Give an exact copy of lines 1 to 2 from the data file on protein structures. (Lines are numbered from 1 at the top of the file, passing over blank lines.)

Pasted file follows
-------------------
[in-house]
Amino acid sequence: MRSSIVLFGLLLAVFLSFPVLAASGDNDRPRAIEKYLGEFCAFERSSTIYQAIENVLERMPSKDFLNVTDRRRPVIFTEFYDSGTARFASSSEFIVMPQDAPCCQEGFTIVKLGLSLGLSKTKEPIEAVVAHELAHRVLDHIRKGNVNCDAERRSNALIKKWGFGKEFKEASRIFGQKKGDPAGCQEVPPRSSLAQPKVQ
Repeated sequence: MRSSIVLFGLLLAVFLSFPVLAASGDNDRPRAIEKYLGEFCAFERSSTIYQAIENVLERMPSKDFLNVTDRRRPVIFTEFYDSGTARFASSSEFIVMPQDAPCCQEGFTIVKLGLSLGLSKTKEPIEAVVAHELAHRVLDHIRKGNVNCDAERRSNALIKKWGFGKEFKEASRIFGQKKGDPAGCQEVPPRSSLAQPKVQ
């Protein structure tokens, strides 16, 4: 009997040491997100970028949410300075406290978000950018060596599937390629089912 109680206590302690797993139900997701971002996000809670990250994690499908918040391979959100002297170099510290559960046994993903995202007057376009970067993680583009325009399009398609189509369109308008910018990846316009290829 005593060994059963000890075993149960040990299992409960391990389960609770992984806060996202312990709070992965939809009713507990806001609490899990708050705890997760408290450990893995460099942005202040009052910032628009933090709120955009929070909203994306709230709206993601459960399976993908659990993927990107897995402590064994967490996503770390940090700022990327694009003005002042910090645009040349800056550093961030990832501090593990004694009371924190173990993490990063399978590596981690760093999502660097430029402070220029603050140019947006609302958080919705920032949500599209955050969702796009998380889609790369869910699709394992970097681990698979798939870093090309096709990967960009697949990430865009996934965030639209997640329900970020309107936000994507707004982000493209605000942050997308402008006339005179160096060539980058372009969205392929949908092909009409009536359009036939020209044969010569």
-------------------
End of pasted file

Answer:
[in-house]
Amino acid sequence: MRSSIVLFGLLLAVFLSFPVLAASGDNDRPRAIEKYLGEFCAFERSSTIYQAIENVLERMPSKDFLNVTDRRRPVIFTEFYDSGTARFASSSEFIVMPQDAPCCQEGFTIVKLGLSLGLSKTKEPIEAVVAHELAHRVLDHIRKGNVNCDAERRSNALIKKWGFGKEFKEASRIFGQKKGDPAGCQEVPPRSSLAQPKVQ